It does not say what type of arms! Or how many! Can they be registered? Is ammo protected by the 2nd?

I would rather be over prepared to fight for our rites than wait for it to happen then complain!

This president has proven he can ram things down our throats!

You have more trust in our government than I do!

Go ahead and Stick your head in the sand! The rest of us choose to fight for your rites right along with ours!

Jeff

mljdeckard
January 6, 2013, 11:38 PM
Try the decaf. You sound like someone who just got reprimanded for not using punctuation, so now you only use the exclamation point to be snarky. Calm down.

TennJed
January 6, 2013, 11:45 PM
Are you saying you think Congress DOES have the power to ban Arms?

With all do respect I think you are missing the point. I am not as concerned with them having the POWER as I am of them having the ABILITY. Them have the POWER is a long term issues. Them having the ability to do it is what we should be concerned with first. Having to rely on the SCOTUS to change things is a option I rather avoid

Alaska444
January 6, 2013, 11:49 PM
With all do respect I think you are missing the point. I am not as concerned with them having the POWER as I am of them having the ABILITY. Them have the POWER is a long term issues. Them having the ability to do it is what we should be concerned with first. Having to rely on the SCOTUS to change things is a option I rather avoid
Exactly, it didn't work very well with Obamacare waiting for SCOTUS to do the right thing.

-v-
January 7, 2013, 12:01 AM
The intention that I read from the OP was that he wanted to point out that the anti's want us to get wrapped up around the axle about this "BIG BAN" on all firearms and that this is a ruse. They want our attention shifted there so they can sneak through small incremental bans on this or that, or put enough incremental hurdles to eventually make ownership untenable. I think we've seen some of that succed with the "the ban is 100% certain to happen" crowd.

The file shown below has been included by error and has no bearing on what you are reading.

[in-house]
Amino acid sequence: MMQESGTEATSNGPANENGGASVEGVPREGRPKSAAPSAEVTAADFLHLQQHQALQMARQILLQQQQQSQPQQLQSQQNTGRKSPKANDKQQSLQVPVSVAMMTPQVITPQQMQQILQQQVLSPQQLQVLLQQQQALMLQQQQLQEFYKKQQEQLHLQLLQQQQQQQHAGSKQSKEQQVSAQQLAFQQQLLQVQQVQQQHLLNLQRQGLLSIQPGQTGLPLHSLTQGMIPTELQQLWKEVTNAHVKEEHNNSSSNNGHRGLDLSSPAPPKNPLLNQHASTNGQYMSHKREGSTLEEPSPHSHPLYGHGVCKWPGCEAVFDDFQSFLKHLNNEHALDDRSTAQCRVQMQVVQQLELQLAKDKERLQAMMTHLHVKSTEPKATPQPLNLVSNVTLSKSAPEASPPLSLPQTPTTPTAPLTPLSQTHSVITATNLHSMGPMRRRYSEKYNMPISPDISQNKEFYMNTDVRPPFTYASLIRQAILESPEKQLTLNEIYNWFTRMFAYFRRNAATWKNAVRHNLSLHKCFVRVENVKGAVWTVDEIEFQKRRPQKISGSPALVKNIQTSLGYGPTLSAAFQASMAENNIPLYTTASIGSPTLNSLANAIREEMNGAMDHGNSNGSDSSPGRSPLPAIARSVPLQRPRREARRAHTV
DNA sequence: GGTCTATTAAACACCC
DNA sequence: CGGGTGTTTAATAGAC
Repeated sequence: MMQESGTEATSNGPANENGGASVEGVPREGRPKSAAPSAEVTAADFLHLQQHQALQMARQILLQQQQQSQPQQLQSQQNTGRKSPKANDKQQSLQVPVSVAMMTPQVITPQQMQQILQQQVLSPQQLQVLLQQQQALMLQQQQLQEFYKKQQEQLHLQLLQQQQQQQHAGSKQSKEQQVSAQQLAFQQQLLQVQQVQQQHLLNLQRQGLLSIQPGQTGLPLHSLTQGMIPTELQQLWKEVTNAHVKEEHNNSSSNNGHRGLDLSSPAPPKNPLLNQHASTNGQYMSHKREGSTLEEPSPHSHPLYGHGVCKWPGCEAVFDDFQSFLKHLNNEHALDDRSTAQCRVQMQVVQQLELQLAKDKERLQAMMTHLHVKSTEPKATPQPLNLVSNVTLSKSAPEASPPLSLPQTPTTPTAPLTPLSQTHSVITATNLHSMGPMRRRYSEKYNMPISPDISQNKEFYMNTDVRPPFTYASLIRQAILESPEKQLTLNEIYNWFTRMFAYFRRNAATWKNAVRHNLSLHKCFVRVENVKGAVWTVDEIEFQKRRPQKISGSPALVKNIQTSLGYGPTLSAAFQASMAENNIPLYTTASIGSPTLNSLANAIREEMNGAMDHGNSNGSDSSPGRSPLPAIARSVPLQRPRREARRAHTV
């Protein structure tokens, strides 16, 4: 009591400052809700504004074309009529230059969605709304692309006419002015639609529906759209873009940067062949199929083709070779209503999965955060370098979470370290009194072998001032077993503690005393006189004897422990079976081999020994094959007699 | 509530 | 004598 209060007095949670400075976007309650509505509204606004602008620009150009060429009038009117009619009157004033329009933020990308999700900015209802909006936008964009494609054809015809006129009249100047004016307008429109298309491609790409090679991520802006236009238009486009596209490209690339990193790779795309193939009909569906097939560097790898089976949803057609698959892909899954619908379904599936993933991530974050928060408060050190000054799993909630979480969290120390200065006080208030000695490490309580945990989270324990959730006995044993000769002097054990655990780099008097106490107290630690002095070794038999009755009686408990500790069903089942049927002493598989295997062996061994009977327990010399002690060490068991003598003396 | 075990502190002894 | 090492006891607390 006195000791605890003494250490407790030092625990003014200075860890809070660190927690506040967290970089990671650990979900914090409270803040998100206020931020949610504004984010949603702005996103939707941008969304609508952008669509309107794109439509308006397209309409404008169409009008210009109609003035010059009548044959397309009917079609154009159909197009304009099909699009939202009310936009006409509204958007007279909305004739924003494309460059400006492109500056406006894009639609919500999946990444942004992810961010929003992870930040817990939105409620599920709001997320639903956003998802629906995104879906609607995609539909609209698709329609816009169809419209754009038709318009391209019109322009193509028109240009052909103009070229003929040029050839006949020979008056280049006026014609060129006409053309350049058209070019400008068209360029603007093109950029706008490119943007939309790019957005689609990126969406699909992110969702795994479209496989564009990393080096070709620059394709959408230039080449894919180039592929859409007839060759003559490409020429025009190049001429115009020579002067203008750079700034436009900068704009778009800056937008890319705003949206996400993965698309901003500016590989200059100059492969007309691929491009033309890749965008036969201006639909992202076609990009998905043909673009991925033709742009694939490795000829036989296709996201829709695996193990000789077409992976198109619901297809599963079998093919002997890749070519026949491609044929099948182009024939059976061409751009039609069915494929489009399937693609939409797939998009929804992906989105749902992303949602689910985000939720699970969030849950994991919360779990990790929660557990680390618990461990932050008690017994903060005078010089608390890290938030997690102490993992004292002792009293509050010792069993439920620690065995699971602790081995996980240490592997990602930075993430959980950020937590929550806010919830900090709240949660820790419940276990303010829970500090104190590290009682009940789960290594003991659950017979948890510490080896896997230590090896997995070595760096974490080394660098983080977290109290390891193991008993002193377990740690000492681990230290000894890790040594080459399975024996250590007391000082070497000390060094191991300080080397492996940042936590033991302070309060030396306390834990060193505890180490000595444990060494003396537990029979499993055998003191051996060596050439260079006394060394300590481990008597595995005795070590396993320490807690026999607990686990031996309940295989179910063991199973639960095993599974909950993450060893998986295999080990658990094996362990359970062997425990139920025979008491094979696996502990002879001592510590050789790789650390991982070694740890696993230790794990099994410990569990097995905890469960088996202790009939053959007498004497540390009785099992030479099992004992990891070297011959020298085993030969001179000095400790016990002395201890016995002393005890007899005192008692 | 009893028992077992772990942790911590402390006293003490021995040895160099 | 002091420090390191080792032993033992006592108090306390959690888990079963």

That said, with how congress can't even agree on a budget with broad support from both sides (Ie: Pass something <deleted>), I find it somewhat dubious that they will all come together and agree on a firearms ban of any sort.

As for SCOTUS never going back on its decisions, let me hold up Plessy v Fergusson and then Brown v Board of Education. SCOTUS can and has gone back and overturned its own prior rulings.

Be vigilant, but don't be hysteric, ya'll. Level heads win fights.

litman252
January 7, 2013, 12:07 AM
I'm sure a 200% tax on ammo would help to reduce crime. You understand that we all have to give a little more right? Only the rich have guns, the police will protect the poor, only the rich buy this stuff, they can help the rest of us. It's not for ordinary Americans......

I can hear the speech already.

I hope I'm wrong.

anchorman
January 7, 2013, 12:41 AM
Exactly, it didn't work very well with Obamacare waiting for SCOTUS to do the right thing.